THE STEAMPUNK DISPLAY at Smallspace 4 took the 'Best in Solar System' Prize, and deservedly so. Modelmaker Ian Crichton's display showed a range of beautifully finished models.
Ray guns of all sorts are popular with steampunk fans, and Ian Crichton's 1:1 scale sidearm (below) is typical of the complex look loved by connoisseurs of the genre. Ian's gun was supported by a simple but effective metal rod fixed to a turned wooden base.
Neat spacecraft (below) was displayed on a mini-diorama base-cum-takeoff pad. Excellent weathering provides the metallic effects with a realistically oily sheen.
The deadly Thunderbuss rifle (below) is a design which transcends strict classification. Any rocket pilot, from Buck Rogers to Flash Gordon, would be delighted to use one of these for defence against marauding alien entities.
The African-style hunter's pith helmet (below) was contained in beautifully constructed shoulder-mounted gear.
Excellent aerial dreadnought, the Leviathan (below). Don't worry about the mechanics of staying aloft without wings or gasbag, because steampunk doesn't fret overmuch about such details. In our book, Leviathan cruises the skies using powerful aether engines which supply anti-gravity forces.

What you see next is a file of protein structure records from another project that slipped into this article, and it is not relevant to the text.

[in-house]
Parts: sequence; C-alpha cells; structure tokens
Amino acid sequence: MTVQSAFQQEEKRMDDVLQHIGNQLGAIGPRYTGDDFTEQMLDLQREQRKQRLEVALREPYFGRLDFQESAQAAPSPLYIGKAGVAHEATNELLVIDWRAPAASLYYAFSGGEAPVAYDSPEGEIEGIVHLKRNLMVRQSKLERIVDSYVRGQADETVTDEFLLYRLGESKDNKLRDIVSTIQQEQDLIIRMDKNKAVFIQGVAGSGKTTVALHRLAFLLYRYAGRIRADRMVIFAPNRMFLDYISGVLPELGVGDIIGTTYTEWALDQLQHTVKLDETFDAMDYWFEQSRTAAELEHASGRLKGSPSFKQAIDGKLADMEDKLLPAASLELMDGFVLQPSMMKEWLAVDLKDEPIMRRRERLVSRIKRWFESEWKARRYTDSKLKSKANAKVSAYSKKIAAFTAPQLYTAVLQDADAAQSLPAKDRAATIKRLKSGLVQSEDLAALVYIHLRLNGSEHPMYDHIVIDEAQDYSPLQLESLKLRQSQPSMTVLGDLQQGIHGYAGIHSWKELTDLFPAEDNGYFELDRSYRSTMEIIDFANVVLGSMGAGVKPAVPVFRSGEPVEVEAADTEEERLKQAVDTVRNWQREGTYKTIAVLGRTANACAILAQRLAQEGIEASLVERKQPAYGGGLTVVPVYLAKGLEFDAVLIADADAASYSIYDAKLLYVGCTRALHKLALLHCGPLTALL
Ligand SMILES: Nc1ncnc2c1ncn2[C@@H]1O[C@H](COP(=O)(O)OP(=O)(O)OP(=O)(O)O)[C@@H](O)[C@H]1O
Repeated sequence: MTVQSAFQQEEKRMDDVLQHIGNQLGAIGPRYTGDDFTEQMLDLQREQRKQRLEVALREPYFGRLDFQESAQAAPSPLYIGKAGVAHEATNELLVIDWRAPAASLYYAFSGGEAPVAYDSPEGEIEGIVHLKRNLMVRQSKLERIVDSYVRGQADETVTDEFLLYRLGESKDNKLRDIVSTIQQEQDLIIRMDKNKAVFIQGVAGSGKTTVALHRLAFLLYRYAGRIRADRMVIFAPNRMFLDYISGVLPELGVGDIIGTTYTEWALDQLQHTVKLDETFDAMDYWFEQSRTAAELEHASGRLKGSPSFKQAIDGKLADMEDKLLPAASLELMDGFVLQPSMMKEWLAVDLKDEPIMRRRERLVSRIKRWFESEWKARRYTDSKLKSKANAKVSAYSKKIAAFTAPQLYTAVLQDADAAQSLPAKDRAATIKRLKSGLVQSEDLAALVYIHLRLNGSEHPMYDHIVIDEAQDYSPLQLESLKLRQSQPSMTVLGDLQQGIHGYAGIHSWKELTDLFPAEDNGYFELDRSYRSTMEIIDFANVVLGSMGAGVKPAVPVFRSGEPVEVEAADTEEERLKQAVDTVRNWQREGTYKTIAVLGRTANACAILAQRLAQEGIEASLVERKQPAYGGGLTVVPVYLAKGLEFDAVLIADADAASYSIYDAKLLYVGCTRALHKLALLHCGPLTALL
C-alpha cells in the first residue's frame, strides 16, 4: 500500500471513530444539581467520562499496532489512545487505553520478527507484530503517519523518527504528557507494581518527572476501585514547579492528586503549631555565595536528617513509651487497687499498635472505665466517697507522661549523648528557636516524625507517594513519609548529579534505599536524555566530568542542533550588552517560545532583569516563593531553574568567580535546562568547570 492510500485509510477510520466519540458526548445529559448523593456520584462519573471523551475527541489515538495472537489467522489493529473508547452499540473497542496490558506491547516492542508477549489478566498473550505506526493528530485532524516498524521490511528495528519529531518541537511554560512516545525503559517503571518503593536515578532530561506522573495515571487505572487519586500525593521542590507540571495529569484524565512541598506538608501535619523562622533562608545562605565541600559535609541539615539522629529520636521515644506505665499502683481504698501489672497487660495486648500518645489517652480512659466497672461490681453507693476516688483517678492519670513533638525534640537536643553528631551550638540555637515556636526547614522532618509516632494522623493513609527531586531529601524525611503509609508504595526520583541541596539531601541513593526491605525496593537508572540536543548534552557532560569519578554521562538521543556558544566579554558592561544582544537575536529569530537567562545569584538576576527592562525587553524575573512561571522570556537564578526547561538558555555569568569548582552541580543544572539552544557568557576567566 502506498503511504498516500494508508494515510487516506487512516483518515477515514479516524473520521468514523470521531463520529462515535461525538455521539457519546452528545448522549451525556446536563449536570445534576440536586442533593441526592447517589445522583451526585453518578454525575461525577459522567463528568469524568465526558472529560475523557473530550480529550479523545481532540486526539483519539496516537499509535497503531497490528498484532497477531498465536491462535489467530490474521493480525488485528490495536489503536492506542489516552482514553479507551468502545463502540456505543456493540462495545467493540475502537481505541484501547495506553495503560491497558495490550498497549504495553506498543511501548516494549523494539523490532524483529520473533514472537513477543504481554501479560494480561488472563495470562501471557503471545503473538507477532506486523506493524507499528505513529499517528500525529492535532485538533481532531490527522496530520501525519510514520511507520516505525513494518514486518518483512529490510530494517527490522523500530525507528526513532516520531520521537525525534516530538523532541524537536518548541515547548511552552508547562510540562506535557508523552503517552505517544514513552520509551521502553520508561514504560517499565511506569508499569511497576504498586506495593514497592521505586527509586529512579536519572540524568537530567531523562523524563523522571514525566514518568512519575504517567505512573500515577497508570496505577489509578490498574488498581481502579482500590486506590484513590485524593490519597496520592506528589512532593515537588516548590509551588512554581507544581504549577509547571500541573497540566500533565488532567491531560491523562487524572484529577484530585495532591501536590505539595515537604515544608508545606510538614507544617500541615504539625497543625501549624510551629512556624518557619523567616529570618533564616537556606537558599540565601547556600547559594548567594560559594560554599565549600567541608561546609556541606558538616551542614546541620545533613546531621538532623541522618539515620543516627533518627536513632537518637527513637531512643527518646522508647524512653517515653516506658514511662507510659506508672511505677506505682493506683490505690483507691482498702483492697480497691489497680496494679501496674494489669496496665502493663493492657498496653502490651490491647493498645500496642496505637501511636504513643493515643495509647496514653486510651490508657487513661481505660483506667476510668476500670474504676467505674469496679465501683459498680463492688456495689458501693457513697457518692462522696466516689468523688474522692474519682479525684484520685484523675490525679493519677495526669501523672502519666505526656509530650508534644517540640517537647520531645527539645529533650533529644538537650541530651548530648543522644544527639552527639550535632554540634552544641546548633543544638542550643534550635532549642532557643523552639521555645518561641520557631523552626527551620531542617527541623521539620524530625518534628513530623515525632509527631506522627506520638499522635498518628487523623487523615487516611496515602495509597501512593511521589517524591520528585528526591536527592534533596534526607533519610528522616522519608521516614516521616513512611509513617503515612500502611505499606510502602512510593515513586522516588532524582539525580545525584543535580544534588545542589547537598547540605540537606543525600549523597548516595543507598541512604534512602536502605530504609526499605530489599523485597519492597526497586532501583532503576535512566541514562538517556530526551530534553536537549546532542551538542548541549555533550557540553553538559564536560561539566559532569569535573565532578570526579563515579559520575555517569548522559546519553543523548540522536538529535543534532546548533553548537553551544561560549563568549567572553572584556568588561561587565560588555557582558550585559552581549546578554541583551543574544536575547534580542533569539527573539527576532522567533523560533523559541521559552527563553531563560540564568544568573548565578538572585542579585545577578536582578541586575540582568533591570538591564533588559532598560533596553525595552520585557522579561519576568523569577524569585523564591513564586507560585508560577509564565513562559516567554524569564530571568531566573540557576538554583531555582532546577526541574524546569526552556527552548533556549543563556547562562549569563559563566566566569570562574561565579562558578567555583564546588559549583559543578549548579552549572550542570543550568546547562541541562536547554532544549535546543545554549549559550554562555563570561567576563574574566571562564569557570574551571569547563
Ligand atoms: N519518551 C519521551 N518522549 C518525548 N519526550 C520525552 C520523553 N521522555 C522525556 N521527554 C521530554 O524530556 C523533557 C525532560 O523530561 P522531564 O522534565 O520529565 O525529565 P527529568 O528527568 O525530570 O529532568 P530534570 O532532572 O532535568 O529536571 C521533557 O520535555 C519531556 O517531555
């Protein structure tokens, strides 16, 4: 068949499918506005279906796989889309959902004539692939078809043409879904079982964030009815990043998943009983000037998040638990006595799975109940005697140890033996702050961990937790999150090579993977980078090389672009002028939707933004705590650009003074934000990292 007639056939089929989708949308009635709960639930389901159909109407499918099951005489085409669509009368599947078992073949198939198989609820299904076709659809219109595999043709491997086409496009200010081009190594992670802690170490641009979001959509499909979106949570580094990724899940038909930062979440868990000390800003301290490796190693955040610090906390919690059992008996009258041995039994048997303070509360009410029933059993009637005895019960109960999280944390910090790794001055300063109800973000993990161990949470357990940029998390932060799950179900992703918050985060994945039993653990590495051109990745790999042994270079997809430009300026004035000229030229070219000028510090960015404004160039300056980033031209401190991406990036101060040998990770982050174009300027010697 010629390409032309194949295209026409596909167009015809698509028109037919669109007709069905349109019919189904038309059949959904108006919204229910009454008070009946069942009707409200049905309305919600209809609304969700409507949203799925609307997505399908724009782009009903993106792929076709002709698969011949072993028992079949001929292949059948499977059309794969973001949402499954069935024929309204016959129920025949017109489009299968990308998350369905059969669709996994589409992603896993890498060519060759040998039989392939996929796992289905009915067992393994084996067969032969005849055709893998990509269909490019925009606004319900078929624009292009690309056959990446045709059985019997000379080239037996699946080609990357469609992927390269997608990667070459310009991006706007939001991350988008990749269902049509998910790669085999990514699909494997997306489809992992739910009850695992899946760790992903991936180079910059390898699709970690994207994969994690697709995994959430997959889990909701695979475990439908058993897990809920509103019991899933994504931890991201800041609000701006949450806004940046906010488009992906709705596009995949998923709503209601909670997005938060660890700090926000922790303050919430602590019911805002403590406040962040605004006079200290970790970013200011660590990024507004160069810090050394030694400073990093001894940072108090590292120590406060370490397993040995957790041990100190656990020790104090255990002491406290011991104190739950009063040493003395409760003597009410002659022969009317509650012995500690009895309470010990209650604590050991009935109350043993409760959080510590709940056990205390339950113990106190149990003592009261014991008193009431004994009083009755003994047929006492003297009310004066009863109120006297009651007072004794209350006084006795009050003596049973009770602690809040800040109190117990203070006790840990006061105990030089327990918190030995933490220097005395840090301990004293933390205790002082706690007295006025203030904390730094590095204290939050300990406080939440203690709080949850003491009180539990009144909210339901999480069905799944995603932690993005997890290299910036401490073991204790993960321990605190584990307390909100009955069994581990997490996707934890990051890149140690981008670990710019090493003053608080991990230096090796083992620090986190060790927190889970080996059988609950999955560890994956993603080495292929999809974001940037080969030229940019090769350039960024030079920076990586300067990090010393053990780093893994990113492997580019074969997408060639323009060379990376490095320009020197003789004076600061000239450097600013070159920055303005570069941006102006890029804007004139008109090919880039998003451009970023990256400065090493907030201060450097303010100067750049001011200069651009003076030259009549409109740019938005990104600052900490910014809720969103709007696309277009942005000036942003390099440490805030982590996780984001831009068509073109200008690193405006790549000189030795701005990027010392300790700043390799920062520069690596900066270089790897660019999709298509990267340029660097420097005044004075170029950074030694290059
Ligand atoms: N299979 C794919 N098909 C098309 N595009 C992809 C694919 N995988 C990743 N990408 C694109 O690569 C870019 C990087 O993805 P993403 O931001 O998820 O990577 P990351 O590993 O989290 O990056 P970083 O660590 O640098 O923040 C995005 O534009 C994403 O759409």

There were other models at Smallspace 4 that that could be classified as examples of Victorian-era fantastic science. The fishlike Nautilus submarine (below) from the 1954 Disney movie 20,000 Leagues Under the Sea is certainly one of these.
The 1:72 scale Jules Verne Nautilus (above, below) predates today's steampunk, but it does have rivets aplenty, and shares the same overall ornate look.
More beautiful steampunk items here, these from Weta Workshops, the award-winning New Zealand special effects outfit that's been responsible for many movie blockbusters, ranging from The Lord of the Rings to King Kong.
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